The scribe (Ezra 8)

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Scribes occupied an important position as a professional class in the society of the ancient world. The scribal arts of reading, writing and interpreting written documents assured them a vital role in the affairs of person, state and sanctuary. Writing was typically performed as dictation (Jeremiah 36:32), using a stylus reed pen sharpened frequently with a “scribe’s knife” (Jeremiah 36:23). Scribal training was acquired in schools and was at times viewed as a family trade (1 Chronicles 2:55). Several important personages in the Bible were scribes: Shaphan, who read the Book of the Law to king Josiah (2 Kings 22:10), Baruch, who recorded the words of the prophet Jeremiah (Jeremiah 36:4), Ezra, who cpoied and read the decrees of Persian kings and the Law of Moses (Ezra 7:6-11), and the evangelist Matthew, who applied his scribal training toward the composition of the first canonical Gospel (Matthew 8:19, 13:52).

The Bible presents scribes accurately as royal recorders who preserved the will of kings (1 Chronicles 24:6, Esther 3:12). They occupied important posts within the military (2 Kings 25:19, Jeremiah 52:25) and are often depicted with the high priest as close advisors of kings (2 Kings 12:10, 18:18, 37, Matthew 2:4). Many scribes were themselves priests and were entrusted with the preservation, interpretation and exposition of Scripture (Nehemiah 8:9, Matthew 17:10, 23:2). It is, therefore, understandable that scribes became widely regarded as men of great wisdom and learning. David’s uncle Jonathan is said to have been “a counsellor, a man of insight and a scribe” (1 Chronicles 27:32).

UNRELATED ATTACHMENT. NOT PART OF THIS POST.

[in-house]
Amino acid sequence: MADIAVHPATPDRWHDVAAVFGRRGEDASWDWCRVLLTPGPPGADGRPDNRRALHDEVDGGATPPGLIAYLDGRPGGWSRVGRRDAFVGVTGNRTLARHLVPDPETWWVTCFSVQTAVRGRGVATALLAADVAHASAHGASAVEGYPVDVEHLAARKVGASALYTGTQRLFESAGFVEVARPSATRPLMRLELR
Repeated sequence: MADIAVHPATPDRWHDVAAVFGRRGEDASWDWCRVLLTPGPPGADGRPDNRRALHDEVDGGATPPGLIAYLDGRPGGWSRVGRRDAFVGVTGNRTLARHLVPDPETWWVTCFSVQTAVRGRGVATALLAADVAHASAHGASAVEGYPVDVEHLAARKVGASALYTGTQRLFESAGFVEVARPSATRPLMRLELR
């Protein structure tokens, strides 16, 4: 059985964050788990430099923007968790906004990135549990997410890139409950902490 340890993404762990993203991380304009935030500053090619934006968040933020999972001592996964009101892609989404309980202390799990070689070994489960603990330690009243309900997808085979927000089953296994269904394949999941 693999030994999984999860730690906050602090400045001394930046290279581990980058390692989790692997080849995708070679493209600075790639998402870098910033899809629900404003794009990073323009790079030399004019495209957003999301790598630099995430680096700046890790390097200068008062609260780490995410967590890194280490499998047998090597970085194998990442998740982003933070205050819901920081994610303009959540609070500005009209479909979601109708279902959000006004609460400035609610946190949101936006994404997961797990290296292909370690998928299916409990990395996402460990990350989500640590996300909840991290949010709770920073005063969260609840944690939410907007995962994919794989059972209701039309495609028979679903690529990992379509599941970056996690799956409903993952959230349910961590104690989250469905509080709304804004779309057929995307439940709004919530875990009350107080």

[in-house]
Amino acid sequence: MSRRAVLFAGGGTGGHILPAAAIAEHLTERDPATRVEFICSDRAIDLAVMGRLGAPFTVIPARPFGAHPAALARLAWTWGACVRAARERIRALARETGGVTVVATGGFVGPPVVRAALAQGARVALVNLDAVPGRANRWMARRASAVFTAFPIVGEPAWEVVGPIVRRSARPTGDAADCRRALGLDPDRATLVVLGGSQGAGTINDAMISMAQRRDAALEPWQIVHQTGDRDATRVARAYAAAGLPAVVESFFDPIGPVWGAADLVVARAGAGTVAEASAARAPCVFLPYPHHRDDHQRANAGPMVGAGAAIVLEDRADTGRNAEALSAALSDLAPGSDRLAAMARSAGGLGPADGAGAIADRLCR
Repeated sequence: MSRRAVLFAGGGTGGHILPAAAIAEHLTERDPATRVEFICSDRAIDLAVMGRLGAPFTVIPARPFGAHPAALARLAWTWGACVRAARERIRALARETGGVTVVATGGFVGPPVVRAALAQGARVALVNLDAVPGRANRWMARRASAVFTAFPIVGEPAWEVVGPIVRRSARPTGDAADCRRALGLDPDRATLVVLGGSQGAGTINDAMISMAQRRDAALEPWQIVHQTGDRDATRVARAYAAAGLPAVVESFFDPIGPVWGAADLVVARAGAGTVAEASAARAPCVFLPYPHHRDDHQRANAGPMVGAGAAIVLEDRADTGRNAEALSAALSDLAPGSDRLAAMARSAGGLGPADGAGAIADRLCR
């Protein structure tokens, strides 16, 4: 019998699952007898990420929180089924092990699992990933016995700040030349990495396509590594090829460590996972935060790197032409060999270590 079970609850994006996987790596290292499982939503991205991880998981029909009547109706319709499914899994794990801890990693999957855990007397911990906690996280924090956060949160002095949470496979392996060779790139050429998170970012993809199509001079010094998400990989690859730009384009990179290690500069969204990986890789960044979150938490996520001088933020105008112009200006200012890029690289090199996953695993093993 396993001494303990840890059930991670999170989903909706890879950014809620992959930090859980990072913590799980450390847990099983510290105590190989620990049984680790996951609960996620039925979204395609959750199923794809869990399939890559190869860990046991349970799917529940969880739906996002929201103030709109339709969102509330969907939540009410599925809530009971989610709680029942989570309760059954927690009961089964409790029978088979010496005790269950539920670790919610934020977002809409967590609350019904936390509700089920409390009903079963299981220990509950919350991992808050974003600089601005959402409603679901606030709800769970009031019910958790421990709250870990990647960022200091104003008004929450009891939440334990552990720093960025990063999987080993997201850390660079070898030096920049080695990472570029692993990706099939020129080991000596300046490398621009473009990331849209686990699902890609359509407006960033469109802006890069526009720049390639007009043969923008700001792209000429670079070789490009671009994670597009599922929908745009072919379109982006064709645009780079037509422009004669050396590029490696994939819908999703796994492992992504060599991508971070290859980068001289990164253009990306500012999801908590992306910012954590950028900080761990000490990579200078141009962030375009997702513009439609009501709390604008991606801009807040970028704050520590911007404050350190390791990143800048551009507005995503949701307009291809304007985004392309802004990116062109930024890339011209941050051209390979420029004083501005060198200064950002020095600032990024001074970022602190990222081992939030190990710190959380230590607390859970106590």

These various ideals became focused in the person of Ezra. He was an important figure in traditional Judaism who represented the ideal model for the rabbinic sage as a faithful man of learning, scholarship, counsel and service. Due to their importance and responsibility as preservers of tradition, scribes were also subjected to the scrutiny of prophetic critique. Jeremiah indicted the “lying pen of the scribes” who had forsaken the law of the Lord (Jeremiah 8:8), and Jesus himself pronounced an extensive list of negative judgements against the scribes and Pharisees (Matthew 23).


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